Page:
RFR (M): 8245721: Refactor the TaskTerminator

Kim Barrett kim.barrett at oracle.com
Wed Jul 8 15:31:06 UTC 2020


> On Jun 24, 2020, at 4:03 AM, Thomas Schatzl <thomas.schatzl at oracle.com> wrote:
> 
> CR:
> https://bugs.openjdk.java.net/browse/JDK-8245721
> Webrev:
> http://cr.openjdk.java.net/~tschatzl/8245721/webrev/
> Testing:
> tier1-5, many many perf rounds, many tier1-X rounds with other patches
> 
> Thanks,
>  Thomas

------------------------------------------------------------------------------
src/hotspot/share/gc/shared/taskTerminator.hpp
  54   struct SpinContext {
  55     uint yield_count;
...

While there's certainly variability on this, discussions I've had with
others and other reviews suggest the Style Guide's suggestion to use
leading underscores for data member names should apply even for public
members of structs.

------------------------------------------------------------------------------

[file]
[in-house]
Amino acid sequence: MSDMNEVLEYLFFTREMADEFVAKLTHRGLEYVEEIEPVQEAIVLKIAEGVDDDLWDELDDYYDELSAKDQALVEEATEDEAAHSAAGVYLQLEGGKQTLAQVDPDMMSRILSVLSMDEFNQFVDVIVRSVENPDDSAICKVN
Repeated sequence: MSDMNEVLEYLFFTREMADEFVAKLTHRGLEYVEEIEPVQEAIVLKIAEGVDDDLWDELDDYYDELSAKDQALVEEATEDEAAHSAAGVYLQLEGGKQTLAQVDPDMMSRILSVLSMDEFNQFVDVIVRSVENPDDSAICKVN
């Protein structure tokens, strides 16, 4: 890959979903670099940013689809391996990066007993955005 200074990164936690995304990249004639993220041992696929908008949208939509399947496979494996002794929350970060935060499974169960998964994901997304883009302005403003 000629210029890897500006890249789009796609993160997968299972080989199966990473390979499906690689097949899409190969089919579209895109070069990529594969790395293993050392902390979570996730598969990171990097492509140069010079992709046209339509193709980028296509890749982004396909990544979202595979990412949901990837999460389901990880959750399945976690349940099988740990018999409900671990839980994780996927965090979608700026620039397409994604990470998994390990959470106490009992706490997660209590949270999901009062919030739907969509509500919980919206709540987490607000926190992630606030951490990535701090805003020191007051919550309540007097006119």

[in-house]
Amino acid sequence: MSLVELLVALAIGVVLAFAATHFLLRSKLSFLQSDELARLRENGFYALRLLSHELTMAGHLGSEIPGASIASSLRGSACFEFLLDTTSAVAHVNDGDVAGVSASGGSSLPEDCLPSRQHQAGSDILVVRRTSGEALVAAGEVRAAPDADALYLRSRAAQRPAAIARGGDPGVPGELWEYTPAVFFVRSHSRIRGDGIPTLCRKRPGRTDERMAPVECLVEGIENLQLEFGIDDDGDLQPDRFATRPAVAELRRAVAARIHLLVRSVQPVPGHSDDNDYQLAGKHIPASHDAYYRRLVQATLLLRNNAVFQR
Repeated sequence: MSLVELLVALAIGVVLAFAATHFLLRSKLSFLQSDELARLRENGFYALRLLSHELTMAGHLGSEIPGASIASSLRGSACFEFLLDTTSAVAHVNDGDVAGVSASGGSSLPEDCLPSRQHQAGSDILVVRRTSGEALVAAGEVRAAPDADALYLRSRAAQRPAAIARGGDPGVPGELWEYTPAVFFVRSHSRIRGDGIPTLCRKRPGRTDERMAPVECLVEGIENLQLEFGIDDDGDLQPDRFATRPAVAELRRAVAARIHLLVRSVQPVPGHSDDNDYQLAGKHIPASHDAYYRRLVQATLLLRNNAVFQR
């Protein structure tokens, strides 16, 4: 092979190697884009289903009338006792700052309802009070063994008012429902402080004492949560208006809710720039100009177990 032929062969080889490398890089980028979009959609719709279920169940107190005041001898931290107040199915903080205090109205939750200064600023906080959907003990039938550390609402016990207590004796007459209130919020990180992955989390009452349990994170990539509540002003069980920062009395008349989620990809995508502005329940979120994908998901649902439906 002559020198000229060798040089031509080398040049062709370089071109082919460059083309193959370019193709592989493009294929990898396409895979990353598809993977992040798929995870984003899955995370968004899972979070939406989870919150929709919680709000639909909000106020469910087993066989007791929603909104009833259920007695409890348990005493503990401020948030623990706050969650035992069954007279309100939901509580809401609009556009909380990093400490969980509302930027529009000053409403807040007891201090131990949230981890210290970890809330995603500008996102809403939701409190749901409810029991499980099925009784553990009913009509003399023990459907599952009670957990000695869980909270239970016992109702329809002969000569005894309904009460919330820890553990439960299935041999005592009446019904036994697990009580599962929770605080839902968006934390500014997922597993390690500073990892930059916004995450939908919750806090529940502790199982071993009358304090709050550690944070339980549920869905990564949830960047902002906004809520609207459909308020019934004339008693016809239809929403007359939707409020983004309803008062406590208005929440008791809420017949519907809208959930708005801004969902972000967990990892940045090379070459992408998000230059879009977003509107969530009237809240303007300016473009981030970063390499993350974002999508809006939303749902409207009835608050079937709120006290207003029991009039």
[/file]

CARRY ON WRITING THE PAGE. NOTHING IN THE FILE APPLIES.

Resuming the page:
src/hotspot/share/gc/shared/taskTerminator.hpp
 128       spin_context.hard_spin_limit = MIN2(2 * spin_context.hard_spin_limit,
 129                                           (uint) WorkStealingHardSpins);

In the new code, hard_spin_limit is always (re)initialized to
WorkStealingHardSpins, so this does nothing.

In the old code, the starting spin limit was
  WorkStealingHardSpins >> WorkStealingSpinToYieldRatio
and that value was captured in a variable for (hard_spin_start) for
use in reinitializing the limit after each yield iteration.

So this is a change, and I'm guessing not an intentional one.

------------------------------------------------------------------------------ 
src/hotspot/share/gc/shared/taskTerminator.cpp 
 154   SpinContext spin_context;

If this were moved inside the outer loop of offer_termination, there
would be no need for SpinContext::reset; just use the ctor-initializer
for initialization of the members.

------------------------------------------------------------------------------ 
src/hotspot/share/gc/shared/taskTerminator.cpp 

I *think* the inner loop of offer_termination would be made clearer by
hoisting the yield_count check out of do_spin_iteration.  I'm thinking
something like

instead of

 169       bool giveup_spin;
 170       do {
 171         size_t tasks;
 172         bool should_exit_termination;
 173         {
 174           MutexUnlocker y(_blocker, Mutex::_no_safepoint_check_flag);